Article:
Meng-Chieh Liu trained at Curtis with Jorge Bolet, Eleanor Sokoloff, and Claude Frank. His masterly abilities as performer and teacher in both the solo and the chamber repertoires have since won him a loyal following and several enthusiastic reviews in these and other pages. After a first hearing, BMInt’s David Moran concluded: “to the short list of topmost interpreters [of Schubert]—meaning mature, profound, direct, not only technically immaculate—we now must add Meng-Chieh Liu. It felt like, I don’t know, discovering Murray Perahia decades ago.” BMInt’s Jim McDonald: “… one pianist I would want to hear playing in my home.” From San Francisco Heuwell Tircuit reported that the “playing was so flawless it is a tad embarrassing to report on it.”
Perhaps one of Liu’s important qualifications as a teacher is his recovery from near-fatal illness BMInt summary:
… in his early 20s in the mid-1990s, well into a stellar career [that] was brutally interrupted by a three-year ordeal of vasculitis (near-mortal debilitation and including cardiac arrests, chemotherapy, weight loss to 90 pounds, hand tendon surgeries with titanium nail implant, 100%-certain predictions of never playing again, grueling rehab”) which necessitated an almost complete relearning of technique.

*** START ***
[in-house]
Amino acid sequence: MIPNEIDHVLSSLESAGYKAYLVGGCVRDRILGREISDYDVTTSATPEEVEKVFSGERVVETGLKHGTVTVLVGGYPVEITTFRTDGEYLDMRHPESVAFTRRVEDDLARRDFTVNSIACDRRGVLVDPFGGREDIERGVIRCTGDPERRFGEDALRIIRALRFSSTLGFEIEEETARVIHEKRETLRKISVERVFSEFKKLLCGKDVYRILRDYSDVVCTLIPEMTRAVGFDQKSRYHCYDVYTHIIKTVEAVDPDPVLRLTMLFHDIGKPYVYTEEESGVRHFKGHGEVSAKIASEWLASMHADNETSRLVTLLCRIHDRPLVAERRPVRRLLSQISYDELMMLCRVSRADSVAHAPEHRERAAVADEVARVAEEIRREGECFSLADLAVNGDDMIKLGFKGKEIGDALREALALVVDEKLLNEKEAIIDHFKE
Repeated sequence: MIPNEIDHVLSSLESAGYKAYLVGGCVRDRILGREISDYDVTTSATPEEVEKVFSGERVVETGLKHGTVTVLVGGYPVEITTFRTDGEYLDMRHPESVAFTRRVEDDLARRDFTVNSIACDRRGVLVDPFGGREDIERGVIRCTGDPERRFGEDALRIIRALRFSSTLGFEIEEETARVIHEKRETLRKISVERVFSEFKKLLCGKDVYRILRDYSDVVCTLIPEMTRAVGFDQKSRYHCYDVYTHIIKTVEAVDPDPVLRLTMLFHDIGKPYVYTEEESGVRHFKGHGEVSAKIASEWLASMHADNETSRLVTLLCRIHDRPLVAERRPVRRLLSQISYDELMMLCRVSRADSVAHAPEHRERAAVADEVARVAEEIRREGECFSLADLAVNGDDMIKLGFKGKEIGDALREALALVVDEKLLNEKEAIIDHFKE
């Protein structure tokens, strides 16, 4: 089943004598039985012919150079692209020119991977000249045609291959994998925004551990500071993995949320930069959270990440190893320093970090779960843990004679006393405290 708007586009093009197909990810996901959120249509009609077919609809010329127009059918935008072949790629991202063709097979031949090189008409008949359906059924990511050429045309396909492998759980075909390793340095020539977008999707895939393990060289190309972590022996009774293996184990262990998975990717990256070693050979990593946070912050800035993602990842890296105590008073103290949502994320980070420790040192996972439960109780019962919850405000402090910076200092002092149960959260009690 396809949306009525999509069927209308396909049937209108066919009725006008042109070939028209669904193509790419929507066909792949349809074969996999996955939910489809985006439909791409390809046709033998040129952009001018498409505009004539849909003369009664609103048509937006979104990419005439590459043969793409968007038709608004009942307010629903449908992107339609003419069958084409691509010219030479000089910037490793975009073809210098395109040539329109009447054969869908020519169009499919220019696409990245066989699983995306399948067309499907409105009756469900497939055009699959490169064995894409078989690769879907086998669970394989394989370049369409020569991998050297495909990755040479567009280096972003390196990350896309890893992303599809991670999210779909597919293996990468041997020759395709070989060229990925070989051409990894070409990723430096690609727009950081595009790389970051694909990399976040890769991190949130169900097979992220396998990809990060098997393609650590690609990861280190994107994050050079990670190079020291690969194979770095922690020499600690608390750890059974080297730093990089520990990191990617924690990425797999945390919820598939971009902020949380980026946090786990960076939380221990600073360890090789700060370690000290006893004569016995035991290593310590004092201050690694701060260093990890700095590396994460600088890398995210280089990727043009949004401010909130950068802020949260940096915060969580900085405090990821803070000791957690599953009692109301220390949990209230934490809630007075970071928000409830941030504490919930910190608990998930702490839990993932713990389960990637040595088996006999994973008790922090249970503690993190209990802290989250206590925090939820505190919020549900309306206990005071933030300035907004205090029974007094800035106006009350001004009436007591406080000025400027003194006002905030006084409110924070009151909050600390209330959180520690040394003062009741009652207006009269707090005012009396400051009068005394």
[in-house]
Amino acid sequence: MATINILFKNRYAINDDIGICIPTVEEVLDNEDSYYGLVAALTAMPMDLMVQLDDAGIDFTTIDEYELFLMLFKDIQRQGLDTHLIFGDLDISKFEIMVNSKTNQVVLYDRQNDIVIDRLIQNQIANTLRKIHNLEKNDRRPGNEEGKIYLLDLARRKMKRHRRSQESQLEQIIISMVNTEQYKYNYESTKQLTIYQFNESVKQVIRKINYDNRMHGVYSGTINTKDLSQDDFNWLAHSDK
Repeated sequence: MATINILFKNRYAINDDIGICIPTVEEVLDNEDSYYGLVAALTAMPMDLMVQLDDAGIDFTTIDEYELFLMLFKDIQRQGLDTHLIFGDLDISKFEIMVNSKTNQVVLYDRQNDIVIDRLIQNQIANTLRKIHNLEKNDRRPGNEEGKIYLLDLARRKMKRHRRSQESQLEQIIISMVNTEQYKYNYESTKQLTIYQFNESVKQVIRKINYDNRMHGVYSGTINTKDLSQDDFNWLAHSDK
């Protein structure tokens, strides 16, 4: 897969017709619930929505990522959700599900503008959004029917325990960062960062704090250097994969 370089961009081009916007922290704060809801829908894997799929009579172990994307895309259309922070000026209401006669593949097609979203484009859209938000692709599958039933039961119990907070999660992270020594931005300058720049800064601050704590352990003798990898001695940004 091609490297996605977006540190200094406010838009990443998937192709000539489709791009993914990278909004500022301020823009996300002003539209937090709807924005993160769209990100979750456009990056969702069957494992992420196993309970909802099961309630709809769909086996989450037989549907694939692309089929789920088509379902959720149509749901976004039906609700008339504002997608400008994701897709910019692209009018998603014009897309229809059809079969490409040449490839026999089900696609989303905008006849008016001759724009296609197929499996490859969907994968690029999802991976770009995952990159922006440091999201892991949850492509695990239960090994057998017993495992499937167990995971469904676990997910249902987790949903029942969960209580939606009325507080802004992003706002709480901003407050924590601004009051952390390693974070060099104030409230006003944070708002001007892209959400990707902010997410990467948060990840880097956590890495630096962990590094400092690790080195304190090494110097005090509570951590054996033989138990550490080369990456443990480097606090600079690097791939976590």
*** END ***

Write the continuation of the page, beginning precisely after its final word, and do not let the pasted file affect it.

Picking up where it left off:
Surviving such an ordeal and subsequently returning to performing at the highest level equips Liu to earn the respect of any suffering student, and allows him to set expectations extremely high.
Taking over the position being vacated by Hung-Kuan Chen, who leaves NEC for Juilliard, Liu was in town this week to audition students for the fall as well as to participate as part of James Buswell’s onstage family, to which he was welcomed in his new position during a fine faculty recital last night.
BMInt: How long have you kept this secret from us?
MCL: This has all happened very quickly. About three weeks ago, when it was announced that Hung-Kuan-Chen was being hired as a full-time professor at Juilliard, the NEC piano department contacted me and told me that because the school is already in the midst of auditions for next term, they need to hire a replacement very soon. They asked me to consider coming. It was a wonderful opportunity to be at a wonderful school in a wonderful city—it’s just a marvelous musical environment. I also have to say it’s an honor. I was really shocked, and while it all happened fast, it has been amazingly smooth.
Are you going to be taking on most of Hung-Kuan’s students?
Since I am going to be continuing as artistic director of Chicago Chamber Musicians, I don’t see myself having a very flexible schedule to come to Boston, so I will have to be extremely careful with my workload. I am trying to figure out with the audition process going on now how many people I will be able to take next year. Remember, I have to travel to three cities, because I will be continuing to teach at Curtis. NEC has been very accommodating and I am very struck by their sincerity.
Have you spent much time with Russell Sherman during this process?